MOORHEAD — If I wasn’t watching the inauguration live and instead looked at my Facebook feed later to see what happened on Wednesday, Jan. 20, I would have thought the news of the day was that Amanda Gorman inspired America with a poem she read to the nation.

Sure, Kamala Harris made history as the first female, first African American and first Asian American vice president of the United States. And Bernie Sanders wore mittens and looked grumpy. Oh yeah, and Joe Biden was sworn in as the 46th president.

But really, Gorman stole the show with a spirited performance of her uplifting poem, “The Hill We Climb.”

The 22-year-old’s words didn’t just help usher in the Biden administration — local poetry enthusiasts and educators believe she helped poetry reach a broader audience.

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“I really think so. I definitely think there will be more people sharing the love of poetry,” says Maria Modi-Tuya, a Fargo-Moorhead writer.

Then a senior at Fargo North High School, she represented North Dakota in the 2018 national Poetry Out Loud National championship in Washington, D.C., making it to the finals.

“I was so happy to see her up there. The work we do is so powerful,” Modi-Tuya says, referring to seeing Gorman read. “Poetry is healing. It helps you understand the complexity and chaos in the world and helps make it beautiful.”

Modi-Tuya first got hooked by poetry during a speech class in high school.

“It gave me a lot of confidence to be in front of people,” she says.

She’s now studying communications at Minnesota State University Moorhead but also studies verses.

“Poetry is my tool, my power that keeps me going when things are tough,” she says.

Maria Modi-Tuya was North Dakota's rep at the 2018 Poetry Out Loud National Championship in Washington, D.C. Special to The Forum
Maria Modi-Tuya was North Dakota's rep at the 2018 Poetry Out Loud National Championship in Washington, D.C. Special to The Forum

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Rebecca Meyer-Larson teaches poetry and speech at Moorhead High School and was teaching online from the school’s basement during the inauguration. When she finished class and climbed the stairs, her phone blew up with text messages from students, teachers, parents and even her own mother. The messages were all the same — “Wasn’t that amazing?”

She watched Gorman’s reading and understood what everyone was talking about.

“I don’t know if there’s a more important message for kids,” she says, referring to the poet’s line, “And so we lift our gazes not to what stands between us / but what stands before us.”

MeyLar, as students and parents call her, says Gorman’s poem will resonate for years, and she sees using it as a teaching tool in classes.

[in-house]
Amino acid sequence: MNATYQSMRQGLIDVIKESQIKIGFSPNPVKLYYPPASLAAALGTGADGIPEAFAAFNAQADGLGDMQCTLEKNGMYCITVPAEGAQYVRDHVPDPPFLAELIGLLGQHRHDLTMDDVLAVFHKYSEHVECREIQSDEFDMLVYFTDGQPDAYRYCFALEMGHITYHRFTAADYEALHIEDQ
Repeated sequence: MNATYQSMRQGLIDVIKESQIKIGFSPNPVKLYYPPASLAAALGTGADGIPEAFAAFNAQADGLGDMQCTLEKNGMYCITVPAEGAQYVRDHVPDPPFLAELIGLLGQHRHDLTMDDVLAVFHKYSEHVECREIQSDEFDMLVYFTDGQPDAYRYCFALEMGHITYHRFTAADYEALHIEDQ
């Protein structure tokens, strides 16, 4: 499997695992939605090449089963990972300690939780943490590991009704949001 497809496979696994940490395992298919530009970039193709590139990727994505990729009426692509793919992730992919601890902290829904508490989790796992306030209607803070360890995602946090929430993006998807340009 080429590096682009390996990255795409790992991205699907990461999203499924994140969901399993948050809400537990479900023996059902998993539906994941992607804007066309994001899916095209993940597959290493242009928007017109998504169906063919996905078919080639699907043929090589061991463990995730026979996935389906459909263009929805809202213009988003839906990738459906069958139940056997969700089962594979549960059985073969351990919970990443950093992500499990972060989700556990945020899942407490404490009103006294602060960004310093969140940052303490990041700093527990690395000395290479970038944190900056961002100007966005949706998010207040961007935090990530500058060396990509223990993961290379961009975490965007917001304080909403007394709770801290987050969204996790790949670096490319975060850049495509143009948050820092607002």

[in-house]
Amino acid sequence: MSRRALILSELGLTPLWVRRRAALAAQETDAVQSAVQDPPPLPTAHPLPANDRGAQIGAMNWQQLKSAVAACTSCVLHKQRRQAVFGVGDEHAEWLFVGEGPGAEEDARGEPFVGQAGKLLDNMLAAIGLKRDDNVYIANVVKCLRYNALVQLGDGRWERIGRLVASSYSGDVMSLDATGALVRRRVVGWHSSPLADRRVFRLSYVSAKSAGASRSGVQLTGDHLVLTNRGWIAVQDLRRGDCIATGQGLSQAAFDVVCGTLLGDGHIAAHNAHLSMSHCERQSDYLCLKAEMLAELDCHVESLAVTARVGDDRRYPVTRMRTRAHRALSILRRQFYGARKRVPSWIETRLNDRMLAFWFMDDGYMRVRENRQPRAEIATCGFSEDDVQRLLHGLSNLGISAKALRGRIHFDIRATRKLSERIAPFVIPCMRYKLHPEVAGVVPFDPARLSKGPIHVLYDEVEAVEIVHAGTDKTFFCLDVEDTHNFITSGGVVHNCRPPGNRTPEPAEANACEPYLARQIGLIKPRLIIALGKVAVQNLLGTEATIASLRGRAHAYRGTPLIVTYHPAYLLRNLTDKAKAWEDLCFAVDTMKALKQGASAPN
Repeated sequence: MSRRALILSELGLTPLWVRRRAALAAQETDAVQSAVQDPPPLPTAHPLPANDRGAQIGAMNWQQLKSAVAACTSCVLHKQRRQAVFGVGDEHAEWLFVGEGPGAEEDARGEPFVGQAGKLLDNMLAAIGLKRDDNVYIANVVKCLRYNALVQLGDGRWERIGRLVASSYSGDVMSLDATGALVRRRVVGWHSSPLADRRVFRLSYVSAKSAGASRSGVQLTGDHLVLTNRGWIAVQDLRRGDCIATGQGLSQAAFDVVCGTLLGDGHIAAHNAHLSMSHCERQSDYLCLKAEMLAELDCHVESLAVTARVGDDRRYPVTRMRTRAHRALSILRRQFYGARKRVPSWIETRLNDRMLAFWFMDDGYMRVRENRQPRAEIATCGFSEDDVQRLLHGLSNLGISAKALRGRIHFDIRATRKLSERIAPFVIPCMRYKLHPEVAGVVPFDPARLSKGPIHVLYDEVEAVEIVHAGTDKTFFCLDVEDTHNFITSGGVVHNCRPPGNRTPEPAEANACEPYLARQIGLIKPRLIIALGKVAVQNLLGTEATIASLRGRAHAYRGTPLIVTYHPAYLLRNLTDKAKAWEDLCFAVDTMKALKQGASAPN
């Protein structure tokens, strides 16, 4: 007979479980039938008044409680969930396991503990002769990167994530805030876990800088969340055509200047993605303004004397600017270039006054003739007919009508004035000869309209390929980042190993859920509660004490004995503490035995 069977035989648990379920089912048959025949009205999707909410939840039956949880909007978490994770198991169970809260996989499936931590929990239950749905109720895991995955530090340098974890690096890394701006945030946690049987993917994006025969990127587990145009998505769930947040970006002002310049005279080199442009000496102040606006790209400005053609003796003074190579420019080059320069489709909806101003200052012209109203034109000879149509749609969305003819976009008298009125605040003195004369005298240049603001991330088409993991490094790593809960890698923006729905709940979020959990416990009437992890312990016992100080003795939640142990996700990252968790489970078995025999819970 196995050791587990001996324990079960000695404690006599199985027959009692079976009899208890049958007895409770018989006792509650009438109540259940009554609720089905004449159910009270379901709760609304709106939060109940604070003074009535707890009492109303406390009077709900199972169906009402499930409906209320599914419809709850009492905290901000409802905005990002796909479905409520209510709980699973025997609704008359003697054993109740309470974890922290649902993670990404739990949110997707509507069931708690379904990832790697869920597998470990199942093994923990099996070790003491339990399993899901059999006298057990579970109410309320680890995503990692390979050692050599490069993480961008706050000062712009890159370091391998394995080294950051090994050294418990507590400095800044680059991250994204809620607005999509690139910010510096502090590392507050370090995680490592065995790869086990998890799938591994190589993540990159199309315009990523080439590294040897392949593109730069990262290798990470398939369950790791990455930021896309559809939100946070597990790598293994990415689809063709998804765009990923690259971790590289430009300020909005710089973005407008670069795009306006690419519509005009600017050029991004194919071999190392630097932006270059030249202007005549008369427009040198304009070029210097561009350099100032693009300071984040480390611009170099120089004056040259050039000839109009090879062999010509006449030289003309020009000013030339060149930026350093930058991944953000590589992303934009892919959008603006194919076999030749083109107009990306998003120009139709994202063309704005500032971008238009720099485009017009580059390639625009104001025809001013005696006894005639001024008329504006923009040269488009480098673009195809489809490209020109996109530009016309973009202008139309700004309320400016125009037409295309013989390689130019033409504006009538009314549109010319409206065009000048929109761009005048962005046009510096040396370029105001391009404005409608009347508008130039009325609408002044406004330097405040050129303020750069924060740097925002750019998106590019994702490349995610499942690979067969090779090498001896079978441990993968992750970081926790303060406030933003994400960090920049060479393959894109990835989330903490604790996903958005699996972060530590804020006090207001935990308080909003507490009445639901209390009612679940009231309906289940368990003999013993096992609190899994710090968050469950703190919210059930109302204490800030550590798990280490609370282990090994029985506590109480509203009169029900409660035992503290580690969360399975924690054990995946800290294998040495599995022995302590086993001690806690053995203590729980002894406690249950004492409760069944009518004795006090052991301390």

“You can’t teach this poem without teaching the time,” she says, adding that over the last two weeks, since the violent insurrection at the Capitol, it’s been hard teaching students that “their voices matter.”

PBS posted a lesson plan for grades 6-12 exploring the message and impact of “The Hill We Climb.”

“It showed us how much we need words to heal, how much we need art to heal,” Meyer-Larson says. “There’s a collective yearning in our nation now for that healing. That’s why art matters. That’s why words matter.”

Gorman’s words have resonated not just with poets, but also with purchasers. The day after her iconic reading, she held the top two spots on Amazon’s bestseller list — and those books won’t even be published for months.

At the Fargo bookstore Zandbroz Variety, they had received a call looking for works by Gorman the day after the inauguration.

Castle Danz, whose family owns and operates the store, says the buzz around a poet isn’t unheard of, but it’s rare.

“I don’t have a lot of people around me who share the love (for poetry),” Modi-Tuya says.

That may be changing.

Kelly Sassi, a professor of English and education at North Dakota State University and director of the Red River Valley Writing Project, says Gorman’s words are already having an effect on educators.

“I work to prepare future English teachers, and I have seen how many of them who are now teachers are reacting to Amanda Gorman's poem. She reminds us of what every teacher knows — we have as much to learn from our students as they have to learn from us,” she says.

“Every year in the Scholastic Art & Writing Awards, I see how youth voices reflect the most important issues of the year's events, and Amanda's poem did that spectacularly… She renewed my belief that words are for more than just tweets, they are tools for connecting us, lifting people up, and spurring us on to do what is right and good in this country.”

“There is finally light being shown in this world of darkness,” Modi-Tuya says. “She opened the door for people to understand themselves in a brighter light. It was the perfect time for her.”